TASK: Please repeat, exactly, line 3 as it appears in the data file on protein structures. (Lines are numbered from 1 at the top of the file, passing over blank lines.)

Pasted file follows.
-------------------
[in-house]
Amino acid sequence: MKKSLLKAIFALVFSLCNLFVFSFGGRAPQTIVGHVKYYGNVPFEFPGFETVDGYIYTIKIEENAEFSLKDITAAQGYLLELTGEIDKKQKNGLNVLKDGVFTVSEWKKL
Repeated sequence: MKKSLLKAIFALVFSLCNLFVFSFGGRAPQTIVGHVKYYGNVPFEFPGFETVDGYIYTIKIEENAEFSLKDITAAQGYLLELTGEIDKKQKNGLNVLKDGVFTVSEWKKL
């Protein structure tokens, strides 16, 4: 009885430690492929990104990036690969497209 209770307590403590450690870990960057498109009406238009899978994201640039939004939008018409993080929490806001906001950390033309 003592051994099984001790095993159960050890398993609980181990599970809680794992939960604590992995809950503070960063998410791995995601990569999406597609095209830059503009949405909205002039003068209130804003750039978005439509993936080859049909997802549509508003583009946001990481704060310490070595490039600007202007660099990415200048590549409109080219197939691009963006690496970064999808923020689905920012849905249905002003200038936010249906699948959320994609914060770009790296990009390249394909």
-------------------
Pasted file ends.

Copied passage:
Repeated sequence: MKKSLLKAIFALVFSLCNLFVFSFGGRAPQTIVGHVKYYGNVPFEFPGFETVDGYIYTIKIEENAEFSLKDITAAQGYLLELTGEIDKKQKNGLNVLKDGVFTVSEWKKL